Singapore - Oil edged higher in Asian trade on Thursday amid speculation that Opec will not significantly alter its output levels at a crucial meeting later in the day, analysts said.
New York's main contract, light sweet crude for delivery in July, was up 20 cents at $82.82 a barrel and Brent North Sea crude for July delivery gained 42c to $97.55 in the afternoon.
"There is some expectation that (Opec) output will not change too much...but investors are sitting back and waiting to see how the meeting turns out," said Nick Trevethan, senior commodities strategist at ANZ Research in Singapore.
Ministers of the Organisation of the Petroleum Exporting Countries, which supplies about one third of global crude, are to meet in Vienna later Thursday to discuss production quotas.
Crude prices have plunged about 25% since March and Opec members are divided over how the cartel should address the situation.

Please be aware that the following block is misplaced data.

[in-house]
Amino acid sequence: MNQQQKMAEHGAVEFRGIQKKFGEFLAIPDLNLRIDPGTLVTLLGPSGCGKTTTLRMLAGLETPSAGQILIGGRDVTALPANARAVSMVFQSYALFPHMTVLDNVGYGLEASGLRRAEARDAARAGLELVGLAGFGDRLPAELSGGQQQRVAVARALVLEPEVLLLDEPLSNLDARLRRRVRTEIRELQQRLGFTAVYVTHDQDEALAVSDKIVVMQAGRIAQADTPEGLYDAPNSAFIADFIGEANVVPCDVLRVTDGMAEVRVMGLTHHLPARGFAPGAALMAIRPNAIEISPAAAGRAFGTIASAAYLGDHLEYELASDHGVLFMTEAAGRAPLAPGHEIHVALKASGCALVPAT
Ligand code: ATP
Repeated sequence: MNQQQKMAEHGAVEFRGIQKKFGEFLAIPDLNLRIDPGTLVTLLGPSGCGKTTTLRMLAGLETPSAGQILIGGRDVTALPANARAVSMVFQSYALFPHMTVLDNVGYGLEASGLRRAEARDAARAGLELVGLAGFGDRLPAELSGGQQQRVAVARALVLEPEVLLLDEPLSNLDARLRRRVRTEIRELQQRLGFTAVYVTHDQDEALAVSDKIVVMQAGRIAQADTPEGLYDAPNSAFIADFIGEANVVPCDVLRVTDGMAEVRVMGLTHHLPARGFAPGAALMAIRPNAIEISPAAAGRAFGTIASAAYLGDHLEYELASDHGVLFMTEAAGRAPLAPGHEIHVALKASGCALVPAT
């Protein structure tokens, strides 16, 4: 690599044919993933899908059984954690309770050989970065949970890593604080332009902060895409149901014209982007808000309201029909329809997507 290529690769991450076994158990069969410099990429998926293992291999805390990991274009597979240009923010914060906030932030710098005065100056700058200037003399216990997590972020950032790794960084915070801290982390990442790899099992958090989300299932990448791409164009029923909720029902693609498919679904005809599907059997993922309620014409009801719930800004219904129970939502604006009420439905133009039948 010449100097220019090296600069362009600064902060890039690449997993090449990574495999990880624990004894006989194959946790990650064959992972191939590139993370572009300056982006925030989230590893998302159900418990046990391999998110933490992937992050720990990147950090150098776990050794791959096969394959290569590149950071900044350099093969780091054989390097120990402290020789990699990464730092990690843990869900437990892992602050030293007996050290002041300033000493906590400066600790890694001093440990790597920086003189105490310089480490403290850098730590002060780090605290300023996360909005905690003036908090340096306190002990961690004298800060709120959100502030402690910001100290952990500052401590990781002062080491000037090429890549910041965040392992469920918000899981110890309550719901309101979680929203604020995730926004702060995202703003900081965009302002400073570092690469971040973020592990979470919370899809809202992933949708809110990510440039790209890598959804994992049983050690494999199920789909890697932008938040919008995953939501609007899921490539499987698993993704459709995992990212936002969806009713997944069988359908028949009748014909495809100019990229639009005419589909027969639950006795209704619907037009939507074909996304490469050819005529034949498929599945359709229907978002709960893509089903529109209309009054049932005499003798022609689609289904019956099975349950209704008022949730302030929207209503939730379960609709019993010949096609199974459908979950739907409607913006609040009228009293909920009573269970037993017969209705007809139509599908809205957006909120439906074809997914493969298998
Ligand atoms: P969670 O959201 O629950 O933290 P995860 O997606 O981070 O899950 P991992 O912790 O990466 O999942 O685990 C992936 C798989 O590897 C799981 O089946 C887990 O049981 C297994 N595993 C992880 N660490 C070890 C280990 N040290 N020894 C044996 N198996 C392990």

Opec members Ecuador and Libya expressed concern on Wednesday that the cartel was pumping too much oil and therefore depressing prices, but shied away from calling for lower output.
Hawkish nations Venezuela and Iran have called for the cartel to trim output to bolster the market - but kingpin Saudi Arabia is concerned over the global economy and has reportedly urged greater production.
"Price hawks in the Organisation of the Petroleum Exporting Countries are fretting that slowing economic growth will send crude - already off $30 since March - plummeting further," said Phillip Futures in a market commentary.